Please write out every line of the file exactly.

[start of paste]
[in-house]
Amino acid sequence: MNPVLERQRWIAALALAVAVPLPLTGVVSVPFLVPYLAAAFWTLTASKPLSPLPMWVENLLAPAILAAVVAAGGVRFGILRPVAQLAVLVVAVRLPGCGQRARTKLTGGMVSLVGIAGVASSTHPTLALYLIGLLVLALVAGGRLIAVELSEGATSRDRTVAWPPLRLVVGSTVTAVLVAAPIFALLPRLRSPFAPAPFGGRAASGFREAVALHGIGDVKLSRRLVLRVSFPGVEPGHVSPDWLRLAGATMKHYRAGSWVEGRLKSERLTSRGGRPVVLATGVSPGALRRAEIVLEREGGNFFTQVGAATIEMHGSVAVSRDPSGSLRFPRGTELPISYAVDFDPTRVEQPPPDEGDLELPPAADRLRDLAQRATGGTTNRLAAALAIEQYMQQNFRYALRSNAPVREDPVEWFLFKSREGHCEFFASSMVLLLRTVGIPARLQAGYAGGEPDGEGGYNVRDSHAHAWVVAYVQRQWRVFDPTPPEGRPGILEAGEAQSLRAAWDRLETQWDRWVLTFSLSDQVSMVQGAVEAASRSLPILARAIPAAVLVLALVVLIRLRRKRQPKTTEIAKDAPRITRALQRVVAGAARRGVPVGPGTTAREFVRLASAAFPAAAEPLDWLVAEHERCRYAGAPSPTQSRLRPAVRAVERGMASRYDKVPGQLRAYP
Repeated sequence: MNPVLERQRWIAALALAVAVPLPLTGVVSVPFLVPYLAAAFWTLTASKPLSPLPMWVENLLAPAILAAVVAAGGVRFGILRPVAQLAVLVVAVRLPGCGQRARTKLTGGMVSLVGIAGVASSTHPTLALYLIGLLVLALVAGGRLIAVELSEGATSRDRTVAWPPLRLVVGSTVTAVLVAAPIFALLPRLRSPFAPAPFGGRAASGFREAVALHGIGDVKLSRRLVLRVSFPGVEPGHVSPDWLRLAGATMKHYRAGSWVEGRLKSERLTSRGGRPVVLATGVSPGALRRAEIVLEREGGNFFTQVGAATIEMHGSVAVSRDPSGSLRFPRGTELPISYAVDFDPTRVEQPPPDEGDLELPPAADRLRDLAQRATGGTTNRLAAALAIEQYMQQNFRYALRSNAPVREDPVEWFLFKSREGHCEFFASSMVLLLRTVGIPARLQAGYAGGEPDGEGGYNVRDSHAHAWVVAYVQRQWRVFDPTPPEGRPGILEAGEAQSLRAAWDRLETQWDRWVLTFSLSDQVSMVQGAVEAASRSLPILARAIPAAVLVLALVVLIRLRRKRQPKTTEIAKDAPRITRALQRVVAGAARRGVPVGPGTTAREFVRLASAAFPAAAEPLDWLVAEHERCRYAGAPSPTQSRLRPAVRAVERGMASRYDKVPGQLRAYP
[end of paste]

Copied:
[in-house]
Amino acid sequence: MNPVLERQRWIAALALAVAVPLPLTGVVSVPFLVPYLAAAFWTLTASKPLSPLPMWVENLLAPAILAAVVAAGGVRFGILRPVAQLAVLVVAVRLPGCGQRARTKLTGGMVSLVGIAGVASSTHPTLALYLIGLLVLALVAGGRLIAVELSEGATSRDRTVAWPPLRLVVGSTVTAVLVAAPIFALLPRLRSPFAPAPFGGRAASGFREAVALHGIGDVKLSRRLVLRVSFPGVEPGHVSPDWLRLAGATMKHYRAGSWVEGRLKSERLTSRGGRPVVLATGVSPGALRRAEIVLEREGGNFFTQVGAATIEMHGSVAVSRDPSGSLRFPRGTELPISYAVDFDPTRVEQPPPDEGDLELPPAADRLRDLAQRATGGTTNRLAAALAIEQYMQQNFRYALRSNAPVREDPVEWFLFKSREGHCEFFASSMVLLLRTVGIPARLQAGYAGGEPDGEGGYNVRDSHAHAWVVAYVQRQWRVFDPTPPEGRPGILEAGEAQSLRAAWDRLETQWDRWVLTFSLSDQVSMVQGAVEAASRSLPILARAIPAAVLVLALVVLIRLRRKRQPKTTEIAKDAPRITRALQRVVAGAARRGVPVGPGTTAREFVRLASAAFPAAAEPLDWLVAEHERCRYAGAPSPTQSRLRPAVRAVERGMASRYDKVPGQLRAYP
Repeated sequence: MNPVLERQRWIAALALAVAVPLPLTGVVSVPFLVPYLAAAFWTLTASKPLSPLPMWVENLLAPAILAAVVAAGGVRFGILRPVAQLAVLVVAVRLPGCGQRARTKLTGGMVSLVGIAGVASSTHPTLALYLIGLLVLALVAGGRLIAVELSEGATSRDRTVAWPPLRLVVGSTVTAVLVAAPIFALLPRLRSPFAPAPFGGRAASGFREAVALHGIGDVKLSRRLVLRVSFPGVEPGHVSPDWLRLAGATMKHYRAGSWVEGRLKSERLTSRGGRPVVLATGVSPGALRRAEIVLEREGGNFFTQVGAATIEMHGSVAVSRDPSGSLRFPRGTELPISYAVDFDPTRVEQPPPDEGDLELPPAADRLRDLAQRATGGTTNRLAAALAIEQYMQQNFRYALRSNAPVREDPVEWFLFKSREGHCEFFASSMVLLLRTVGIPARLQAGYAGGEPDGEGGYNVRDSHAHAWVVAYVQRQWRVFDPTPPEGRPGILEAGEAQSLRAAWDRLETQWDRWVLTFSLSDQVSMVQGAVEAASRSLPILARAIPAAVLVLALVVLIRLRRKRQPKTTEIAKDAPRITRALQRVVAGAARRGVPVGPGTTAREFVRLASAAFPAAAEPLDWLVAEHERCRYAGAPSPTQSRLRPAVRAVERGMASRYDKVPGQLRAYP